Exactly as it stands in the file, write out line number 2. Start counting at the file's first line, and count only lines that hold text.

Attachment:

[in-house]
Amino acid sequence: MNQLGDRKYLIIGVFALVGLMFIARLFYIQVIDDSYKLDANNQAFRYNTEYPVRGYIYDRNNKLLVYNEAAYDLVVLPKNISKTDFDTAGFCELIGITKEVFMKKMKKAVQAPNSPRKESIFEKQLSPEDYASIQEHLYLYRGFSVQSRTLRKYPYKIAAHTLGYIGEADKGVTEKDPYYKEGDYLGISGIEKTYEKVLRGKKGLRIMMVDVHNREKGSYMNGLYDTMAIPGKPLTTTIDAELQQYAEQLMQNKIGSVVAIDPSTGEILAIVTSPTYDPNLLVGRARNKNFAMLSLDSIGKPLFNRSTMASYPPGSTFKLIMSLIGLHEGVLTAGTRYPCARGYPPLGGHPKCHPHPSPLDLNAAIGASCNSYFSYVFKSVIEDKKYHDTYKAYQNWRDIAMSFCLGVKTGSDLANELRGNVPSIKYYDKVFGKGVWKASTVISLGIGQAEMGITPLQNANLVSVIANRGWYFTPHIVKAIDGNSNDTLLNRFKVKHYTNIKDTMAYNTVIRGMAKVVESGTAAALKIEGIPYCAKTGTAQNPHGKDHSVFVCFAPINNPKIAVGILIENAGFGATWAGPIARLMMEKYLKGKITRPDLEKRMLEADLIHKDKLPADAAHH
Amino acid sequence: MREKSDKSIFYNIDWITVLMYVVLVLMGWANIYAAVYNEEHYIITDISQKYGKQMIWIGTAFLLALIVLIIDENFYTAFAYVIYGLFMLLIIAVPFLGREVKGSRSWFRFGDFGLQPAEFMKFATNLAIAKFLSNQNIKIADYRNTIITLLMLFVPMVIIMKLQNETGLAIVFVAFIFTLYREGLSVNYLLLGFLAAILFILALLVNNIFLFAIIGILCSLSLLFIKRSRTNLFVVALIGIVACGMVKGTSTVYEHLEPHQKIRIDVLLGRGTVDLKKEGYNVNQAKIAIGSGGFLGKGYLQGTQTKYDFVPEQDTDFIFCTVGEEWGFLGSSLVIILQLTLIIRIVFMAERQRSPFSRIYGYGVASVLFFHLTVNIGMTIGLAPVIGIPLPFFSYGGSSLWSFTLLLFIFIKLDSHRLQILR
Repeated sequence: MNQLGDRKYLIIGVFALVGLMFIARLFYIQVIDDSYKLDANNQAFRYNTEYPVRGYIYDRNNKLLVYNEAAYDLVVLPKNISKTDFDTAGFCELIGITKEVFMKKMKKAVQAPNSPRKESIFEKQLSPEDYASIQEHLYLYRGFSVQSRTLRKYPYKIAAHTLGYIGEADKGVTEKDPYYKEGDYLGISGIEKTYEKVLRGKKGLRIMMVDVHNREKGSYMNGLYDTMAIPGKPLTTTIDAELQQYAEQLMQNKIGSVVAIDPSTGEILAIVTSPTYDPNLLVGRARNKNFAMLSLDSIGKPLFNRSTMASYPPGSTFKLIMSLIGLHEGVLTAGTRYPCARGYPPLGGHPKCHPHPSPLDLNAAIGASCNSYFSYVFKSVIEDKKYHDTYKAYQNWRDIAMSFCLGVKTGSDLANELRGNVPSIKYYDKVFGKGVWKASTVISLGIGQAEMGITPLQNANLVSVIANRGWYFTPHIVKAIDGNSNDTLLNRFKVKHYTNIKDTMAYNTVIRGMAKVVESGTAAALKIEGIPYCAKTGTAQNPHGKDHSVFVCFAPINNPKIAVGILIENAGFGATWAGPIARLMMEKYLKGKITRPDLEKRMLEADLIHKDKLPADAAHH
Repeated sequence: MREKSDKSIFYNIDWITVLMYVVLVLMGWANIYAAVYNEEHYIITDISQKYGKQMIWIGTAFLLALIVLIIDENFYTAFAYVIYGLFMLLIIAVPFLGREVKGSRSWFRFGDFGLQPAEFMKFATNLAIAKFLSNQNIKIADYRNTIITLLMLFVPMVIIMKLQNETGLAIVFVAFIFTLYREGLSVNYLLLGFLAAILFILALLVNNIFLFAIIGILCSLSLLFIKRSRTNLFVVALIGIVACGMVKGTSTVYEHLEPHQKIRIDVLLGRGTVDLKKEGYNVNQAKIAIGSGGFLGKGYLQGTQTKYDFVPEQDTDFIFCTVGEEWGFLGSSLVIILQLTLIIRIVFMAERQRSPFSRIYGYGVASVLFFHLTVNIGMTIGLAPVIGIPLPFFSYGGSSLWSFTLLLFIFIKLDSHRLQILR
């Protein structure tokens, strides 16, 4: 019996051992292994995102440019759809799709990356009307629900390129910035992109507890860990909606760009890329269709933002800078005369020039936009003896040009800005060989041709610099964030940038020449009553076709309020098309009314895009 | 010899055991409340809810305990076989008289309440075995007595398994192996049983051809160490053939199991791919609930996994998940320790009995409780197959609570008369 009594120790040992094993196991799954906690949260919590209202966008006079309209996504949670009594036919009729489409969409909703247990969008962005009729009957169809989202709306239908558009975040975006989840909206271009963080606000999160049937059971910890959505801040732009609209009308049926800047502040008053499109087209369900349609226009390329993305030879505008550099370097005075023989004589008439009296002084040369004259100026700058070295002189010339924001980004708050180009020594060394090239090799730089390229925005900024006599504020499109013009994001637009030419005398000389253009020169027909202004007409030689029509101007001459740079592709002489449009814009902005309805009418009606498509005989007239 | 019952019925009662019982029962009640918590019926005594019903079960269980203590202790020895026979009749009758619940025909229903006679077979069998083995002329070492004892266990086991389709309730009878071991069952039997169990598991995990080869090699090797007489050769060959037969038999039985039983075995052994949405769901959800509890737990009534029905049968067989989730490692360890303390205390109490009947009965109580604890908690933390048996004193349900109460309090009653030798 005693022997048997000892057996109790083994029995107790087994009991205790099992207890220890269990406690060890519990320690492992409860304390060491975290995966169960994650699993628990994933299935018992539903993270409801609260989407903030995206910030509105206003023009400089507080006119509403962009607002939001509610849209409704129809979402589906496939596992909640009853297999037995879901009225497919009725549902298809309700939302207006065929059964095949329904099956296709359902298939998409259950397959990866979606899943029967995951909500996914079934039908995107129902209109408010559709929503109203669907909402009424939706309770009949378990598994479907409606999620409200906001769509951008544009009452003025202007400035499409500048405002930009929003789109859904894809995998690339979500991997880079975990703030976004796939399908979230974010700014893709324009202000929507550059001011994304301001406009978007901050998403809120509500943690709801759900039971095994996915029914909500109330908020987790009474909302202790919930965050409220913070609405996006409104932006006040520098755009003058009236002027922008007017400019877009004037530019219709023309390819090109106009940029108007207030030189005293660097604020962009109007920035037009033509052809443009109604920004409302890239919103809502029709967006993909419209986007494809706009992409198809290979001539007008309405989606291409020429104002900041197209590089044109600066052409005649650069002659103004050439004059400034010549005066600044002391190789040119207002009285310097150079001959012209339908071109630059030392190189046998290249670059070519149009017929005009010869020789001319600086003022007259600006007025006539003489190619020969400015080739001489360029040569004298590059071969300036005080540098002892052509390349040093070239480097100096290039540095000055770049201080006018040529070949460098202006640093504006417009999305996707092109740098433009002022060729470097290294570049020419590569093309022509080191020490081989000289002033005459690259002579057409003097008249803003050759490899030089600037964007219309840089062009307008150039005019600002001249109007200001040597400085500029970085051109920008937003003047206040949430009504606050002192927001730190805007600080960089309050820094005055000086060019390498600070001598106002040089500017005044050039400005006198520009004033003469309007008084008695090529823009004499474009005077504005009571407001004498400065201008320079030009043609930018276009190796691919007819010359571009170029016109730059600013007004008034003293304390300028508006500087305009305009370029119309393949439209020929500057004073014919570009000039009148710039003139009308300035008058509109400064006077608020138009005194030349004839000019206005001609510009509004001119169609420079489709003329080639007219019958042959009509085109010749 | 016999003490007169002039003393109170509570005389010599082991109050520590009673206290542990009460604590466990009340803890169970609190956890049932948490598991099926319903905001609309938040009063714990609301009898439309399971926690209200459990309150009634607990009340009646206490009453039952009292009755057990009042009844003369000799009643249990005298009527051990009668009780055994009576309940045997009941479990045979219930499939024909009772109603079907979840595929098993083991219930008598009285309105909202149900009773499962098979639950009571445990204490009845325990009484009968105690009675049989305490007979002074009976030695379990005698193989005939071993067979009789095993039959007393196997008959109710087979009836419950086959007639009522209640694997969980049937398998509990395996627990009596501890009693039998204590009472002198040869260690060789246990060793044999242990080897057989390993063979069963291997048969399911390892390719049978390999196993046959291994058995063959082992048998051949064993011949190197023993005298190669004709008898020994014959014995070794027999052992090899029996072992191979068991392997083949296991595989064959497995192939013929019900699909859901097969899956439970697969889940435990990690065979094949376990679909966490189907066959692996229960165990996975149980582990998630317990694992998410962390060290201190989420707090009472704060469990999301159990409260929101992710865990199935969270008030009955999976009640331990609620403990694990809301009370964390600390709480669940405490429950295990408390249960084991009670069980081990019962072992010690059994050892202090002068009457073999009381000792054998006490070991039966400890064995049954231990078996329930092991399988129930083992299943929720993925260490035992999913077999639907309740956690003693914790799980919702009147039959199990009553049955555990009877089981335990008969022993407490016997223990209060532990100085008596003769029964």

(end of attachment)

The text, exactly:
Amino acid sequence: MNQLGDRKYLIIGVFALVGLMFIARLFYIQVIDDSYKLDANNQAFRYNTEYPVRGYIYDRNNKLLVYNEAAYDLVVLPKNISKTDFDTAGFCELIGITKEVFMKKMKKAVQAPNSPRKESIFEKQLSPEDYASIQEHLYLYRGFSVQSRTLRKYPYKIAAHTLGYIGEADKGVTEKDPYYKEGDYLGISGIEKTYEKVLRGKKGLRIMMVDVHNREKGSYMNGLYDTMAIPGKPLTTTIDAELQQYAEQLMQNKIGSVVAIDPSTGEILAIVTSPTYDPNLLVGRARNKNFAMLSLDSIGKPLFNRSTMASYPPGSTFKLIMSLIGLHEGVLTAGTRYPCARGYPPLGGHPKCHPHPSPLDLNAAIGASCNSYFSYVFKSVIEDKKYHDTYKAYQNWRDIAMSFCLGVKTGSDLANELRGNVPSIKYYDKVFGKGVWKASTVISLGIGQAEMGITPLQNANLVSVIANRGWYFTPHIVKAIDGNSNDTLLNRFKVKHYTNIKDTMAYNTVIRGMAKVVESGTAAALKIEGIPYCAKTGTAQNPHGKDHSVFVCFAPINNPKIAVGILIENAGFGATWAGPIARLMMEKYLKGKITRPDLEKRMLEADLIHKDKLPADAAHH